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The Final Countdown – How Do Voters Feel About The Texas Budget Crisis?

It is down to the wire for the Texas Legislature to pass the budget for the next biennium, which ends this coming Monday, May 30. Texas lawmakers agreed to an $80.6 billion two-year spending plan on Saturday, May 21 when a 10-member conference committee, along with Lt. Governor Dewhurst and House Speaker Straus, compromised on the House and Senate budget plans. Lt. Gov. Dewhurst stated that final approval is hinged on the passage of several bills – mainly financing public schools and universities. Four days later, and with only four days left in the regular session, the House and Senate have yet to agree on education funding.

An article in The Statesman dated May 25 states that the two chambers have until Thursday to reach an agreement on how to appropriate the $4 billion reduction in state school aid. House leaders want a temporary fix that takes six percent off the top of each school district for the next two years, but by 2013, school funding would return to its present levels. On the other hand, Senate leaders say this approach would add to the pile of budget problems in 2013. Some of the troubles already in queue for 2013 are the $4.8 billion in projected Medicaid costs not covered in this budget.

It’s been harped on that the Senate, House, and Governor Perry do not want to spend the Rainy Day Fund or raise taxes to solve the budget shortfall, but a recent poll by the University of Texas / Texas Tribune shows how voters feel about the state’s budget crisis. When it comes to the $9.4 billion Rainy Day Fund, 43 percent of voters agree the state should spend some or all of the money to balance the next budget, and 39 percent say it should be left untouched. Texas voters want cuts, but they oppose major cuts to education and health and human service: 85 percent oppose cuts to public education, 86 percent don’t want cuts to Medicaid, and 90 percent say no to cutting the Children’s Health Insurance Program. Unfortunately for voters, these areas are subject to the largest funding reductions.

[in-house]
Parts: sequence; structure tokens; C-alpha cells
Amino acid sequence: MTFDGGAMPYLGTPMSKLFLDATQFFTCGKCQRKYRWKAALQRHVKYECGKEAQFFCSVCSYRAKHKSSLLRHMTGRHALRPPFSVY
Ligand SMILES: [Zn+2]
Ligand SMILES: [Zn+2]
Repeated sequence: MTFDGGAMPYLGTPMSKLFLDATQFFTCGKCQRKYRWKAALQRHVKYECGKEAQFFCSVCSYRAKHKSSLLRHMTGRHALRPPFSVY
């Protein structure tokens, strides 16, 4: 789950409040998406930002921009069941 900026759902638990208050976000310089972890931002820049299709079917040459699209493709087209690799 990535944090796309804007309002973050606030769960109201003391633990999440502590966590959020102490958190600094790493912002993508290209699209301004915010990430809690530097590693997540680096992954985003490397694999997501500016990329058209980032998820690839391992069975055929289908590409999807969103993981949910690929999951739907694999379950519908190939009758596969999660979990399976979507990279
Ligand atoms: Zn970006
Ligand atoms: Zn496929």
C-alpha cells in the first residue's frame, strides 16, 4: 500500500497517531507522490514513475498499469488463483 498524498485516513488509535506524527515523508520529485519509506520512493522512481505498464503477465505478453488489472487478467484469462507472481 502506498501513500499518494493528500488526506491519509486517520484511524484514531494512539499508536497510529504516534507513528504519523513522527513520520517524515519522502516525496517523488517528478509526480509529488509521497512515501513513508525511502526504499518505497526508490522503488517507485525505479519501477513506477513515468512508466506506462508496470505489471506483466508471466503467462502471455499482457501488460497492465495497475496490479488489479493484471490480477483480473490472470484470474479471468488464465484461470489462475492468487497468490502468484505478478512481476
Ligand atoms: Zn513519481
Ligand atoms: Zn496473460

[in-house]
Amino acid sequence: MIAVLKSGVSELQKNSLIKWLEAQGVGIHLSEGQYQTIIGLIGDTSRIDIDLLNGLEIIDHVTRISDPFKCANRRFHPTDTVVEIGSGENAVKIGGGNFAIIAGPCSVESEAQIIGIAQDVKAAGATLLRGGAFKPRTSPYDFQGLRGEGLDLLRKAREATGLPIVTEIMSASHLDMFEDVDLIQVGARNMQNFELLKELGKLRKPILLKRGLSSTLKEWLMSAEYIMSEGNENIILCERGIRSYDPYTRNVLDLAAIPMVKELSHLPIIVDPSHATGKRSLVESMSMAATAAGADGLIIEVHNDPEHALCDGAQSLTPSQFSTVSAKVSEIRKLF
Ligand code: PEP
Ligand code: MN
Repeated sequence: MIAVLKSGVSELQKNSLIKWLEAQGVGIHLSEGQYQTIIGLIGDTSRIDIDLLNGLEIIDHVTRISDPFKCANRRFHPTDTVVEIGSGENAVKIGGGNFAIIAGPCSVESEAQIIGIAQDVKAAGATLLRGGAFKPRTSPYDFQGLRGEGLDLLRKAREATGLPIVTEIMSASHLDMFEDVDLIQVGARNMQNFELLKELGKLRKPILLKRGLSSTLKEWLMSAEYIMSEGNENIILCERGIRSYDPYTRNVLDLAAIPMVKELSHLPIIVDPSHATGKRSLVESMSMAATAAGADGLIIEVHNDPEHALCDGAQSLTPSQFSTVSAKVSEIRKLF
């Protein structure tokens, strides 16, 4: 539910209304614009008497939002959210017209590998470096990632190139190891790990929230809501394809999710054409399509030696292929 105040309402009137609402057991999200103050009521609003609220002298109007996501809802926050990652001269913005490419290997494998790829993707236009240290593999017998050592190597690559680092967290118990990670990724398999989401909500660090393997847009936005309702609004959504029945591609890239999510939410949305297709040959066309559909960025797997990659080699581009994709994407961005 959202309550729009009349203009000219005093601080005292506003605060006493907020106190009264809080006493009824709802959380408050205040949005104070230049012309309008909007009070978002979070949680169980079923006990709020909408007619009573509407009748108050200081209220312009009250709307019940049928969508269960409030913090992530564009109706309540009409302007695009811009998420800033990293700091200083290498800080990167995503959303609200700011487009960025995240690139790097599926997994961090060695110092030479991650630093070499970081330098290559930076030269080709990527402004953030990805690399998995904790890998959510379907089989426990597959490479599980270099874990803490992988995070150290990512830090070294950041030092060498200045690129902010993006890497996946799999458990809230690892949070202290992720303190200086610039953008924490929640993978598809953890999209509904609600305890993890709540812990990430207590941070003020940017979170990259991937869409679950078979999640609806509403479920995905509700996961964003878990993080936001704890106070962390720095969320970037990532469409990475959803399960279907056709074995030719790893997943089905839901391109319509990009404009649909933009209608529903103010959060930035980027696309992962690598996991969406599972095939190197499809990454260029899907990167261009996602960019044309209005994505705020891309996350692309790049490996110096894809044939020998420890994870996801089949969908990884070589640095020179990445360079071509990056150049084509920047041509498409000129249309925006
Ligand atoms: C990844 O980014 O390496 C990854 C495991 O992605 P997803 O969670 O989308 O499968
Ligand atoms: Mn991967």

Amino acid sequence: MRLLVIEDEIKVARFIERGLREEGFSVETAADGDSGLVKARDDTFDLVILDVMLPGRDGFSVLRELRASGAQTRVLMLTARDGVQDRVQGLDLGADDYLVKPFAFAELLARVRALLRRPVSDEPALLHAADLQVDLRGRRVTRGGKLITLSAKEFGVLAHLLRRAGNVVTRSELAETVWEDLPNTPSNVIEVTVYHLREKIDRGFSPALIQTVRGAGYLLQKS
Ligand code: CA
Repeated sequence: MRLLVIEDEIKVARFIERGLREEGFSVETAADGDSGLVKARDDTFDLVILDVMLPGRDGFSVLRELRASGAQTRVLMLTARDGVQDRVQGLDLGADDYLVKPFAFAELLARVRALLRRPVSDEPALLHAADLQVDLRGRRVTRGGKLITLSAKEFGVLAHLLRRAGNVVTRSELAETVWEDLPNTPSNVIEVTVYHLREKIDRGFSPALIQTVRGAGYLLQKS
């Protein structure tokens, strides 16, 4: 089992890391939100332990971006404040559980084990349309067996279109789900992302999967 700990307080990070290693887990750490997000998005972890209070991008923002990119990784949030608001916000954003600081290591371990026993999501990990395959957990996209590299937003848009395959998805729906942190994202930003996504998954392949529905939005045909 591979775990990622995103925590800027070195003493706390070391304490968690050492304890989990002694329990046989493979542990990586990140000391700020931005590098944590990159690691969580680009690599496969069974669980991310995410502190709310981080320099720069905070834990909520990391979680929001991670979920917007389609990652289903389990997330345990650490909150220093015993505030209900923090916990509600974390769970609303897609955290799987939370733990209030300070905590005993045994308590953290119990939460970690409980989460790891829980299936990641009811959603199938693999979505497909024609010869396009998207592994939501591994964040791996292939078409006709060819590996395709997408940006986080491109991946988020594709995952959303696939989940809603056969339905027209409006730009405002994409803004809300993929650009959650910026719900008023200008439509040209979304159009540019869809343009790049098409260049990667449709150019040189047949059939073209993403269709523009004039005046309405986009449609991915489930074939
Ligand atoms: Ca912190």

Also according to the poll, when asked if they preferred to balance the next budget with spending cuts, by raising revenues, or something in between, only four percent of voters would choose to balance the books with new revenue and 18 percent said it should be balanced with budget cuts. Voters and legislators agree that budget cuts are necessary, but voters retreat when specific programs like education and Medicaid are brought to the chopping block. The Texas Legislature has tough decisions to make, but it is important that they consider the effects of their final decisions on future budgets. After all these cuts and no new sources of revenue added to the mix, when the 2013 budget discussions begin there will be no more money to strike without severely underfunding critical programs that matter most to voters.